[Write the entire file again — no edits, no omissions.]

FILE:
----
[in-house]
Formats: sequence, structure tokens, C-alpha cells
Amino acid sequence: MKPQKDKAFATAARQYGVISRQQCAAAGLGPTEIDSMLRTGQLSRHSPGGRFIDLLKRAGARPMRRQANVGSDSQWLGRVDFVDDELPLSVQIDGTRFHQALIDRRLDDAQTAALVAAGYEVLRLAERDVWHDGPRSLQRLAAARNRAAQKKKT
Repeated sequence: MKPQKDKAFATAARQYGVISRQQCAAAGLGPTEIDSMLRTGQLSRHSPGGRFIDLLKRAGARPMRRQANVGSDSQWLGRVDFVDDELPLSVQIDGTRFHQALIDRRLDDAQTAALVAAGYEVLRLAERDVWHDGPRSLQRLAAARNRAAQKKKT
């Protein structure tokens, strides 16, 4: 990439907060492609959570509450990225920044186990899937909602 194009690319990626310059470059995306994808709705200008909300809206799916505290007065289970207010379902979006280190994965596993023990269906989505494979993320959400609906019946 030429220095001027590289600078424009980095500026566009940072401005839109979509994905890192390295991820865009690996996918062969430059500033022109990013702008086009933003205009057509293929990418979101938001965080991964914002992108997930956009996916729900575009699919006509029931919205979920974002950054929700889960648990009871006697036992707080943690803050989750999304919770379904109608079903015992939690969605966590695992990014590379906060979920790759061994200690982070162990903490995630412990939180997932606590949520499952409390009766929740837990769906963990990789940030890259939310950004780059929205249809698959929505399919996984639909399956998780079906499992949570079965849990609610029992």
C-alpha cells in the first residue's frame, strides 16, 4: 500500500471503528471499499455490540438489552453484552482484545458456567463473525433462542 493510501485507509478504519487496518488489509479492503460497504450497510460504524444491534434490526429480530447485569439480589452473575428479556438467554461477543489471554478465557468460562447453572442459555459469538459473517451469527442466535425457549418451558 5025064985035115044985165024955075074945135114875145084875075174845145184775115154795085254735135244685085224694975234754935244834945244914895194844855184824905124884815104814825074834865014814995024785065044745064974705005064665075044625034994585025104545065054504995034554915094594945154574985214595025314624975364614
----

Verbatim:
[in-house]
Formats: sequence, structure tokens, C-alpha cells
Amino acid sequence: MKPQKDKAFATAARQYGVISRQQCAAAGLGPTEIDSMLRTGQLSRHSPGGRFIDLLKRAGARPMRRQANVGSDSQWLGRVDFVDDELPLSVQIDGTRFHQALIDRRLDDAQTAALVAAGYEVLRLAERDVWHDGPRSLQRLAAARNRAAQKKKT
Repeated sequence: MKPQKDKAFATAARQYGVISRQQCAAAGLGPTEIDSMLRTGQLSRHSPGGRFIDLLKRAGARPMRRQANVGSDSQWLGRVDFVDDELPLSVQIDGTRFHQALIDRRLDDAQTAALVAAGYEVLRLAERDVWHDGPRSLQRLAAARNRAAQKKKT
């Protein structure tokens, strides 16, 4: 990439907060492609959570509450990225920044186990899937909602 194009690319990626310059470059995306994808709705200008909300809206799916505290007065289970207010379902979006280190994965596993023990269906989505494979993320959400609906019946 030429220095001027590289600078424009980095500026566009940072401005839109979509994905890192390295991820865009690996996918062969430059500033022109990013702008086009933003205009057509293929990418979101938001965080991964914002992108997930956009996916729900575009699919006509029931919205979920974002950054929700889960648990009871006697036992707080943690803050989750999304919770379904109608079903015992939690969605966590695992990014590379906060979920790759061994200690982070162990903490995630412990939180997932606590949520499952409390009766929740837990769906963990990789940030890259939310950004780059929205249809698959929505399919996984639909399956998780079906499992949570079965849990609610029992």
C-alpha cells in the first residue's frame, strides 16, 4: 500500500471503528471499499455490540438489552453484552482484545458456567463473525433462542 493510501485507509478504519487496518488489509479492503460497504450497510460504524444491534434490526429480530447485569439480589452473575428479556438467554461477543489471554478465557468460562447453572442459555459469538459473517451469527442466535425457549418451558 5025064985035115044985165024955075074945135114875145084875075174845145184775115154795085254735135244685085224694975234754935244834945244914895194844855184824905124884815104814825074834865014814995024785065044745064974705005064665075044625034994585025104545065054504995034554915094594945154574985214595025314624975364614